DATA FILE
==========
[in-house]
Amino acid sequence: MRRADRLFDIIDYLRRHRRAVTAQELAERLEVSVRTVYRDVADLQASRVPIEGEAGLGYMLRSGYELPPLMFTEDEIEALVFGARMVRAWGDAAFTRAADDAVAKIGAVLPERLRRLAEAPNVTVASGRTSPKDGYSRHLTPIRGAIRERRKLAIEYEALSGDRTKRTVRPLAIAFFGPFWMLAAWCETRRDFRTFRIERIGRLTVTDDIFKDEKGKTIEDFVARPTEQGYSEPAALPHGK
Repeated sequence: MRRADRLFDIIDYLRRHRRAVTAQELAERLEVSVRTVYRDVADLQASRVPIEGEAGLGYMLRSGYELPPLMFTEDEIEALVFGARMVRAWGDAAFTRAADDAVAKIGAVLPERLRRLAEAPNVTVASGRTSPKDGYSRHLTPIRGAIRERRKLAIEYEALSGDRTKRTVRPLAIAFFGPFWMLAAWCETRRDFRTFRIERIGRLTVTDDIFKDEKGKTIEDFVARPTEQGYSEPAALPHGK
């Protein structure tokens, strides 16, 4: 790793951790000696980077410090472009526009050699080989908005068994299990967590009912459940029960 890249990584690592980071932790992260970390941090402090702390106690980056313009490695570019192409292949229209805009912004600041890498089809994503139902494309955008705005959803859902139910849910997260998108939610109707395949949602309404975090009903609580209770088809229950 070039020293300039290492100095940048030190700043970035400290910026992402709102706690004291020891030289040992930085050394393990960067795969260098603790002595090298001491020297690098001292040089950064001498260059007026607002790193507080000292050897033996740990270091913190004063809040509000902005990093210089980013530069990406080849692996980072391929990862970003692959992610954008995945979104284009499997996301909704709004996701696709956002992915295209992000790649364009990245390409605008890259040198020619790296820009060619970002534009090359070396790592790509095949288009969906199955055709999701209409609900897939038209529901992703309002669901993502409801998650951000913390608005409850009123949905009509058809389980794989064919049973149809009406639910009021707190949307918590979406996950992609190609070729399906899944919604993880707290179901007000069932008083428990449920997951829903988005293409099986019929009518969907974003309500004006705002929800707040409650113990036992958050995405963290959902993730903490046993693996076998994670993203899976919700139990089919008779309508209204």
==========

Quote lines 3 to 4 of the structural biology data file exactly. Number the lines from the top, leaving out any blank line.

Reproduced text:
Repeated sequence: MRRADRLFDIIDYLRRHRRAVTAQELAERLEVSVRTVYRDVADLQASRVPIEGEAGLGYMLRSGYELPPLMFTEDEIEALVFGARMVRAWGDAAFTRAADDAVAKIGAVLPERLRRLAEAPNVTVASGRTSPKDGYSRHLTPIRGAIRERRKLAIEYEALSGDRTKRTVRPLAIAFFGPFWMLAAWCETRRDFRTFRIERIGRLTVTDDIFKDEKGKTIEDFVARPTEQGYSEPAALPHGK
């Protein structure tokens, strides 16, 4: 790793951790000696980077410090472009526009050699080989908005068994299990967590009912459940029960 890249990584690592980071932790992260970390941090402090702390106690980056313009490695570019192409292949229209805009912004600041890498089809994503139902494309955008705005959803859902139910849910997260998108939610109707395949949602309404975090009903609580209770088809229950 070039020293300039290492100095940048030190700043970035400290910026992402709102706690004291020891030289040992930085050394393990960067795969260098603790002595090298001491020297690098001292040089950064001498260059007026607002790193507080000292050897033996740990270091913190004063809040509000902005990093210089980013530069990406080849692996980072391929990862970003692959992610954008995945979104284009499997996301909704709004996701696709956002992915295209992000790649364009990245390409605008890259040198020619790296820009060619970002534009090359070396790592790509095949288009969906199955055709999701209409609900897939038209529901992703309002669901993502409801998650951000913390608005409850009123949905009509058809389980794989064919049973149809009406639910009021707190949307918590979406996950992609190609070729399906899944919604993880707290179901007000069932008083428990449920997951829903988005293409099986019929009518969907974003309500004006705002929800707040409650113990036992958050995405963290959902993730903490046993693996076998994670993203899976919700139990089919008779309508209204």